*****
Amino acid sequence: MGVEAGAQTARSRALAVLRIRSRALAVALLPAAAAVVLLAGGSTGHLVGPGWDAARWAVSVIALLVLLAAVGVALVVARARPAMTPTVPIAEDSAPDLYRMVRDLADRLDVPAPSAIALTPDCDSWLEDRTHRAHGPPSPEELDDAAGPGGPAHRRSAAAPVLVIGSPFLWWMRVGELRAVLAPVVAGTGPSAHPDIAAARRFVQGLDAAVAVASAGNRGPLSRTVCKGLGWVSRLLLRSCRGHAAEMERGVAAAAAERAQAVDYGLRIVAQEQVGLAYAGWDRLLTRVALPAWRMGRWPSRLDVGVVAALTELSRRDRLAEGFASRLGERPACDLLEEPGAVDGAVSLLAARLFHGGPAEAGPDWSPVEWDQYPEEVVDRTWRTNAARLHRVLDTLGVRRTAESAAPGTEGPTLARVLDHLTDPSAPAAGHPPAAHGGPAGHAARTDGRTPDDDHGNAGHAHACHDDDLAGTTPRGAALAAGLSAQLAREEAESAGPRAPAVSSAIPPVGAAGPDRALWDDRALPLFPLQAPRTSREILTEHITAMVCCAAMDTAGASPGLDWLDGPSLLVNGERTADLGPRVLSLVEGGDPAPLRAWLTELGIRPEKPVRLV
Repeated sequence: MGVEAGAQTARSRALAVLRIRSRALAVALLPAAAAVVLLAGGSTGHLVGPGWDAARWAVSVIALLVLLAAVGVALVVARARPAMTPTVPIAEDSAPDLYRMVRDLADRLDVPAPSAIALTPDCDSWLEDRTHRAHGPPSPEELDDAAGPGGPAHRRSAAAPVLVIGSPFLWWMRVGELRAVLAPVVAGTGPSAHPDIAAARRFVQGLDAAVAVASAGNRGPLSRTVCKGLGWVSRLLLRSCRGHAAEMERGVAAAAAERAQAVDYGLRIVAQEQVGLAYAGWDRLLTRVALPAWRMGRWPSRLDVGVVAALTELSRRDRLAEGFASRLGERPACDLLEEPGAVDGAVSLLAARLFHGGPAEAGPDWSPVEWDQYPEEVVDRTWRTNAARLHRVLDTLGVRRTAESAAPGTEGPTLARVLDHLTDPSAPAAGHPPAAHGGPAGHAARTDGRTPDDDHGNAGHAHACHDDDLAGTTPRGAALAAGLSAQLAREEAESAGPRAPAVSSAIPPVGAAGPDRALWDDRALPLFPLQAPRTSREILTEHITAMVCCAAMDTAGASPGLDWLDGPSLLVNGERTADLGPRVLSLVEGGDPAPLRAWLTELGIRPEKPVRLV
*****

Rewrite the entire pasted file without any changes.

Amino acid sequence: MGVEAGAQTARSRALAVLRIRSRALAVALLPAAAAVVLLAGGSTGHLVGPGWDAARWAVSVIALLVLLAAVGVALVVARARPAMTPTVPIAEDSAPDLYRMVRDLADRLDVPAPSAIALTPDCDSWLEDRTHRAHGPPSPEELDDAAGPGGPAHRRSAAAPVLVIGSPFLWWMRVGELRAVLAPVVAGTGPSAHPDIAAARRFVQGLDAAVAVASAGNRGPLSRTVCKGLGWVSRLLLRSCRGHAAEMERGVAAAAAERAQAVDYGLRIVAQEQVGLAYAGWDRLLTRVALPAWRMGRWPSRLDVGVVAALTELSRRDRLAEGFASRLGERPACDLLEEPGAVDGAVSLLAARLFHGGPAEAGPDWSPVEWDQYPEEVVDRTWRTNAARLHRVLDTLGVRRTAESAAPGTEGPTLARVLDHLTDPSAPAAGHPPAAHGGPAGHAARTDGRTPDDDHGNAGHAHACHDDDLAGTTPRGAALAAGLSAQLAREEAESAGPRAPAVSSAIPPVGAAGPDRALWDDRALPLFPLQAPRTSREILTEHITAMVCCAAMDTAGASPGLDWLDGPSLLVNGERTADLGPRVLSLVEGGDPAPLRAWLTELGIRPEKPVRLV
Repeated sequence: MGVEAGAQTARSRALAVLRIRSRALAVALLPAAAAVVLLAGGSTGHLVGPGWDAARWAVSVIALLVLLAAVGVALVVARARPAMTPTVPIAEDSAPDLYRMVRDLADRLDVPAPSAIALTPDCDSWLEDRTHRAHGPPSPEELDDAAGPGGPAHRRSAAAPVLVIGSPFLWWMRVGELRAVLAPVVAGTGPSAHPDIAAARRFVQGLDAAVAVASAGNRGPLSRTVCKGLGWVSRLLLRSCRGHAAEMERGVAAAAAERAQAVDYGLRIVAQEQVGLAYAGWDRLLTRVALPAWRMGRWPSRLDVGVVAALTELSRRDRLAEGFASRLGERPACDLLEEPGAVDGAVSLLAARLFHGGPAEAGPDWSPVEWDQYPEEVVDRTWRTNAARLHRVLDTLGVRRTAESAAPGTEGPTLARVLDHLTDPSAPAAGHPPAAHGGPAGHAARTDGRTPDDDHGNAGHAHACHDDDLAGTTPRGAALAAGLSAQLAREEAESAGPRAPAVSSAIPPVGAAGPDRALWDDRALPLFPLQAPRTSREILTEHITAMVCCAAMDTAGASPGLDWLDGPSLLVNGERTADLGPRVLSLVEGGDPAPLRAWLTELGIRPEKPVRLV